Plants are having a moment and we are totally on board. Besides coloring our world, cleaning our air, and giving us something to snack on, plants make our lives look way cooler. Here in Southern California, we have some seriously iconic vegetation - from colorful succulents to the effortlessly-chic palm tree (which is basically the French-girl of foliage). Resident green-thumb Angella D'Avignon gives us the 411 on some of our favorite desert plants while photographers Michael and Staci Giroux take us to one of the most wow-inducing places ever, the Huntington Gardens.
It is estimated that there are approximately 10,000 succulent plant species throughout the world. In lower California they can be divided roughly into two categories, stem and leaf. Easy to grow and beloved by most, succulent nurseries have been scattered throughout California since the first half of the 20th century.
Agave is native to Mexico and the southern United States, and Agave Azul is used in the production of tequila. Known as the Century Plant, agave's nectar is also used as a sugar substitute. Agave Salmiana, otherwise known as the "Green Giant", can grow up to 26 feet tall. California has more agave than any other state in the country!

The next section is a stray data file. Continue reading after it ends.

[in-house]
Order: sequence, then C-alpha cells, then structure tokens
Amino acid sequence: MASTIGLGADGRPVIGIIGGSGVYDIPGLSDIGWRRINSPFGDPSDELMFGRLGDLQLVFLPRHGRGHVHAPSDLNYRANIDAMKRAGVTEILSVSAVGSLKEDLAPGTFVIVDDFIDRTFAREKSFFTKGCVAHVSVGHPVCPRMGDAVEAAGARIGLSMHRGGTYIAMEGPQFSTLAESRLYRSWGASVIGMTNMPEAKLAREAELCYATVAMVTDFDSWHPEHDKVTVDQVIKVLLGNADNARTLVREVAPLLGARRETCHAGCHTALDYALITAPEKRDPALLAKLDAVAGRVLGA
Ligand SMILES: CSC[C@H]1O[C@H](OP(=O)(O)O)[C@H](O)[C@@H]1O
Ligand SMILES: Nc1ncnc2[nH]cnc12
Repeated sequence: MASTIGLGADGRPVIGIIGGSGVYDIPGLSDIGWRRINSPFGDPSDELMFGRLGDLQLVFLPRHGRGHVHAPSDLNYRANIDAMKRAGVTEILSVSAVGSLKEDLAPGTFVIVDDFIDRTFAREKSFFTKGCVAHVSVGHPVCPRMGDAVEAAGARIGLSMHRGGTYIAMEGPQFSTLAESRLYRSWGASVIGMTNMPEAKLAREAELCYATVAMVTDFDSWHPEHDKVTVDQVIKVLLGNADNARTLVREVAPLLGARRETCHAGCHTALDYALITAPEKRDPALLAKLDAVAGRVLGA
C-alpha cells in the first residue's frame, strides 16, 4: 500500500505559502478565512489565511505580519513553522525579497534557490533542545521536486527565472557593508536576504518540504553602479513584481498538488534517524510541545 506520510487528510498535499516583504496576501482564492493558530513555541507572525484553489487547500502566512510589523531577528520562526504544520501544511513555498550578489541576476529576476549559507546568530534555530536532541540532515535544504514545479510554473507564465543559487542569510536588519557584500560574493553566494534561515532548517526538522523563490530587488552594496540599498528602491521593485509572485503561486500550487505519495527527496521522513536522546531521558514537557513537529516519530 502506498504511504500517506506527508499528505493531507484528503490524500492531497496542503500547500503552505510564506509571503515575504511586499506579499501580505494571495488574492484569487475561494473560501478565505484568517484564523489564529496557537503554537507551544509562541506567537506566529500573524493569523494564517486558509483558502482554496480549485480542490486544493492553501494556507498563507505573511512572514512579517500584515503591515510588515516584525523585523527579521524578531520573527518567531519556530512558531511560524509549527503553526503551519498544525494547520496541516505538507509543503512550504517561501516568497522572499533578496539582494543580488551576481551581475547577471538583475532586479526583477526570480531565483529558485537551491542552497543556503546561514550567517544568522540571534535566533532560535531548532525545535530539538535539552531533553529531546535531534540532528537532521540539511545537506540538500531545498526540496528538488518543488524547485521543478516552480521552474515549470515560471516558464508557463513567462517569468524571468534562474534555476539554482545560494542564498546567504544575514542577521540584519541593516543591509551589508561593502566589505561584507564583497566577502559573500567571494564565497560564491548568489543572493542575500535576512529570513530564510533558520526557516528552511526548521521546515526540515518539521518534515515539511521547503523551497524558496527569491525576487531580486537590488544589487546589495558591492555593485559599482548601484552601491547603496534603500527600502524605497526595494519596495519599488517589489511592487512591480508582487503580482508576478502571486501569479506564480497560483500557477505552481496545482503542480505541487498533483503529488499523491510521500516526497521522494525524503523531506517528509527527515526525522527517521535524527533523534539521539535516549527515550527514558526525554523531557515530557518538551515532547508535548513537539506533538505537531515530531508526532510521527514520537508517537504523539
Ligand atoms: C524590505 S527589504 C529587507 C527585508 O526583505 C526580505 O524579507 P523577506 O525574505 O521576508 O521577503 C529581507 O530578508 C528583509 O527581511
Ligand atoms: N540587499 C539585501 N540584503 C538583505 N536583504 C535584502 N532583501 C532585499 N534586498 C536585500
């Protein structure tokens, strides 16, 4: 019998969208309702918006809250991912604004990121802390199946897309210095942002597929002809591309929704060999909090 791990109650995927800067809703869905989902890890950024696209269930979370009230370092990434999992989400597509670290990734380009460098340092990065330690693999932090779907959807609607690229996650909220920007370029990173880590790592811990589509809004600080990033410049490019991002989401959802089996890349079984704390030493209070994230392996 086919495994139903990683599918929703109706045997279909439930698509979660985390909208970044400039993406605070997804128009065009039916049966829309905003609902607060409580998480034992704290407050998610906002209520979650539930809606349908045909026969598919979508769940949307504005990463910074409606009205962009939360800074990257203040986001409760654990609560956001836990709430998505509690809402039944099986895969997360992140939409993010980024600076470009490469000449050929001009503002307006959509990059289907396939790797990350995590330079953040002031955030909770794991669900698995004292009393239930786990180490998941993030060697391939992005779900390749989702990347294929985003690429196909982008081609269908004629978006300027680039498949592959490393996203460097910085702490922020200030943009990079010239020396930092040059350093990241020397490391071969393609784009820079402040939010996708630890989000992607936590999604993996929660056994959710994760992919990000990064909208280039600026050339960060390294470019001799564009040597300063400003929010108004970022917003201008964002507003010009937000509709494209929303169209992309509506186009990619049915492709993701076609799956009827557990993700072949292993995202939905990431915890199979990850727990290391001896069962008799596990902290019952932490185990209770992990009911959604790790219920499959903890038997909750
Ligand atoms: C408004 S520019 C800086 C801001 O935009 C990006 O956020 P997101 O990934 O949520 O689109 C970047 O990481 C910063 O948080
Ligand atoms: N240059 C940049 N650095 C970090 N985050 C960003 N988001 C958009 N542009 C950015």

Prickly Pear Cactus
Prickly pear cacti are found in all of the deserts of the American Southwest, and are edible! When you order that chilaquila with nopales it's more than likely you're eating the tasty pads of the prickly pear. They are also the official cactus of the state of Texas.
Golden Barrel Cactus
Bulbous and low to the ground, golden barrel cacti grow primarily in east central Mexico. They produce yellow flowers in summer and don't need a lot of water. They also go by the names "golden ball" or "mother-in-law's cushion"-- ouch!
Palm trees are the quintessential symbol of the golden west. Only one kind, Washingtonia filifera, (known as the California fan palm) is native to the beloved golden state. Franciscan missionaries were the first to plant palms ornamentally, then later a gardening craze among the leisure class turned Southern California into "America's Mediterranean, sunny and palm-guarded" and in 1931 LA's forestry division planted more than 25,000 palm trees.